“Most people tend to believe that they are the centre of the world, and their culture is the linchpin of human history.” — Yuval Noah Harari in 21 Lessons for the 21st Century
“Then the Lord God formed the man of dust from the ground and breathed into his nostrils the breath of life, and the man became a living creature.” — Genesis 2:7
This week we have been talking about race and immigration. The white, Western world created the idea of race to go along with its global expansion and imperialism. It gave validity to its charge to subdue the non-white people, because of their inferiority. However, science has, in large part, discredited the idea of race, showing that we are mostly one, human race. Aside from minor skin-deep differences — the size of our nostrils, the type of hair we have — we are more or less the exact same in our DNA. These shifts have led a lot of people to say that we are in a post-racist world. In a lot of ways, this seems increasingly true. Even though hate groups have quickly grown in the USA in recent years, the number of seemingly racist people we see on a daily basis seems to decrease.
We have seen how racism exists in policies and practices, how it is a systematic thing more than a personal thing (for more on this, see Michelle Alexander’s The New Jim Crowe, which gives an example of institutional racism in the prison system). However, on a personal level, racism has turned into culturalism. Israeli author Yuval Harari talks a lot about this in his book 21 Lessons for the 21st Century, in which he talks about how cultures look at each other, during times of immigration. One culture will say to another, “We were here first, our culture is best.” They might go on to say, “We do not need to leave our country, but you are leaving yours. Therefore, something must be wrong with your culture.” This idea goes beyond the definition of race as a personal issue, but it follows the same lines as racism does. Add to this that most people think that their culture is better than other people’s culture, and you get the recipe for racial polarization all over again.
Furthermore, how are we to talk about culturalism in an age of mass-immigration with massive amounts of refugees? We see powerful video clips, like this one from the United Methodist group Justice for Our Neighbors, but we may still end up thinking, “What is wrong with their country that they want to come to ours?” I propose one idea. Let us celebrate what God has done in and around us. Let us celebrate that, before we humans created our dividing lines, God called us all the same.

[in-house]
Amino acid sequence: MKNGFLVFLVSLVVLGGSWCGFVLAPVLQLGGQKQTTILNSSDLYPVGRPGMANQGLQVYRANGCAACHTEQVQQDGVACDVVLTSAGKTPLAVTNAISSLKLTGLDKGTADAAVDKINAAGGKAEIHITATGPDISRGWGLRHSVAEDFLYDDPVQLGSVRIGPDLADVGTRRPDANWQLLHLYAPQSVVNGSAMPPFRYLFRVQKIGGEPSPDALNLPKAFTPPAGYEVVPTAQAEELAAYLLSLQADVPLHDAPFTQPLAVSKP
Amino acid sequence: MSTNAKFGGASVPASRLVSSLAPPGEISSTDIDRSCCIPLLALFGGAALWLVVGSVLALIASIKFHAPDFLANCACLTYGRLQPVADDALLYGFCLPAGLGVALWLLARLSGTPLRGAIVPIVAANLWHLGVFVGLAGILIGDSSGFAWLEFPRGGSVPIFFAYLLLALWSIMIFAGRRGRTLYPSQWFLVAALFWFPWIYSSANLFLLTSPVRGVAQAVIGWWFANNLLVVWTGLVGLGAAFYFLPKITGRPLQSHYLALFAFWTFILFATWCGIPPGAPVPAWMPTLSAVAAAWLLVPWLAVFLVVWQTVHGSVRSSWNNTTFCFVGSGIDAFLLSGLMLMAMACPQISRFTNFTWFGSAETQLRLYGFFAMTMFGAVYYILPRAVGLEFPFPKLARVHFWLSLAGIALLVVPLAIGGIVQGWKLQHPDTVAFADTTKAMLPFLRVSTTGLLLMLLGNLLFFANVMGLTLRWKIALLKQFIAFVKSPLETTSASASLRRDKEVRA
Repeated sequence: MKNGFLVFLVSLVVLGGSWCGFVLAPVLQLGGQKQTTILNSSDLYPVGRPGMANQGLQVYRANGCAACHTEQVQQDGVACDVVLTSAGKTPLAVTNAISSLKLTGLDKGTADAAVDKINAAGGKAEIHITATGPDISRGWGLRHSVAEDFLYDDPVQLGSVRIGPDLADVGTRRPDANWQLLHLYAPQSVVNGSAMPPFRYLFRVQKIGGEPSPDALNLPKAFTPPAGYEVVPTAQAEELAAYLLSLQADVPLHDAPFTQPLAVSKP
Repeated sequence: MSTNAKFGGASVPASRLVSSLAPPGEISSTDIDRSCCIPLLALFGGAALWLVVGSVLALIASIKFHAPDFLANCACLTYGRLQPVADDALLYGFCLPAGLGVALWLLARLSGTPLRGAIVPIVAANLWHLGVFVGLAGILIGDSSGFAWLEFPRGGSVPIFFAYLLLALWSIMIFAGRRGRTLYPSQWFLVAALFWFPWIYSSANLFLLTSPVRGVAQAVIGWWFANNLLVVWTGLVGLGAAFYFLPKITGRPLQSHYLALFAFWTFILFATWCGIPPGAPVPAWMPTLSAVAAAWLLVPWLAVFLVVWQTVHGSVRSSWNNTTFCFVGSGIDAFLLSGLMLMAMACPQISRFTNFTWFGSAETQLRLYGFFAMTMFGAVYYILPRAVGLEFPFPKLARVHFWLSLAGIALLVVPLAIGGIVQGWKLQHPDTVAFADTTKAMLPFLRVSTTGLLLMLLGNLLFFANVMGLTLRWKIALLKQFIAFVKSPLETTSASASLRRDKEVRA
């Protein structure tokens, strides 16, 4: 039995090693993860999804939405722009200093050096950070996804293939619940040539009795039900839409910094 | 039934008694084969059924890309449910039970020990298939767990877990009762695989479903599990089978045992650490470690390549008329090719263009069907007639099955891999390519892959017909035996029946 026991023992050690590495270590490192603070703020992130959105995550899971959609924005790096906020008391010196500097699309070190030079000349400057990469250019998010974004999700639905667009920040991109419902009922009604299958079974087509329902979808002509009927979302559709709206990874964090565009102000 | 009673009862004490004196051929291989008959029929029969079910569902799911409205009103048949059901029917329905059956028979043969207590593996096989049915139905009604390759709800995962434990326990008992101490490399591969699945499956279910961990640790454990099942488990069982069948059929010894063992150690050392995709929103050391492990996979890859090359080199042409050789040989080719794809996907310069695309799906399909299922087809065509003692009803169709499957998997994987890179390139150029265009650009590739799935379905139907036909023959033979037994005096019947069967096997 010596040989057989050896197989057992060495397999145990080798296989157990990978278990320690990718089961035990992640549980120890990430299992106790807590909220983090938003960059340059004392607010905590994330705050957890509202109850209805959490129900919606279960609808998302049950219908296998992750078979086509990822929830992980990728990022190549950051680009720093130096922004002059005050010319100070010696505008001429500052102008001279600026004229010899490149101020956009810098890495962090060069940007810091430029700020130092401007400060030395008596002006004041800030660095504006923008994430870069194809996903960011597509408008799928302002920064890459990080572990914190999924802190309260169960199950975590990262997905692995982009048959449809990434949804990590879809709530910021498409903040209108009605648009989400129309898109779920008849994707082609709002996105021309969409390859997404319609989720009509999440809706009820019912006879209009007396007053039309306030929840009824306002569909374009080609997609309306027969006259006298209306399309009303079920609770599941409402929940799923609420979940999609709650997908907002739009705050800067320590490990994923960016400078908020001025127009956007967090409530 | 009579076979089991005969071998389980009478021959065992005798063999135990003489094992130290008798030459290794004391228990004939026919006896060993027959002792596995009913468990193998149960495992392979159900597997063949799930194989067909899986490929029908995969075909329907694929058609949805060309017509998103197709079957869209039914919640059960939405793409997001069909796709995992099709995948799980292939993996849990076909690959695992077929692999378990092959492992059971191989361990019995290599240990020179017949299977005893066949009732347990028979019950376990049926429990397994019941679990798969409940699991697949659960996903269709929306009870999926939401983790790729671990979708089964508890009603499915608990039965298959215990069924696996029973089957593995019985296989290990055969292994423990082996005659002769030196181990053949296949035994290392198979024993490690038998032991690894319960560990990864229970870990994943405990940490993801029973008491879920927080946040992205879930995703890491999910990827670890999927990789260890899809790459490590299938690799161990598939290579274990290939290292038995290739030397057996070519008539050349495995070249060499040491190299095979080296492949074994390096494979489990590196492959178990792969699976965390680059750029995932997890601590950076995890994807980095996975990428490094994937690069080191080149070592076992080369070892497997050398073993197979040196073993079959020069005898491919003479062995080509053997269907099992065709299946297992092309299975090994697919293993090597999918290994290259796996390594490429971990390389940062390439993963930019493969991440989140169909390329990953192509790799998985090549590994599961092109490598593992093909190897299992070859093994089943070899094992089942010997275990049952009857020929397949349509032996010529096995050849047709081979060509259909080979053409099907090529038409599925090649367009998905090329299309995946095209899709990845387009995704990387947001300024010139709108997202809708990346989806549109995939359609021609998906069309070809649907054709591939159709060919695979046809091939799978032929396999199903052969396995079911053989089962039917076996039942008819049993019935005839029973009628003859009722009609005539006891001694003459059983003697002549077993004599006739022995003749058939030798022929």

Let us go in our imagination back to the beginning of Lent, when we received the sign of the cross in ashes, on our foreheads, and were told. “You are from dust, and to dust you will return. Repent and believe and follow the Gospel.” Let us go, even before that, to the places in our memories that we have all but forgotten, to the place where God created us. Let us remember God breathing life into humanity, to the first human made from dust. And let us remember how similar we are. Of course, our differences are apparent, and we should never forget these differences. But also, let us remember what unites and brings us together. Let us remember that, underneath the dividing lines of culture and race, we are all dust, beloved of God, with the breath of God in our lungs.
Consider: How does the remembrance of my insignificance change the way I live? The only important thing in us is the breath of God. How does that make me feel?
Pray: Lord, our creator, you gave us breath. You breathed life and distinctiveness into our nostrils. You gave us personality. We changed and decided to use our individuality to create division — from each other and from you. Please, help us to see that you are within all living humans, drawing us back together. Amen.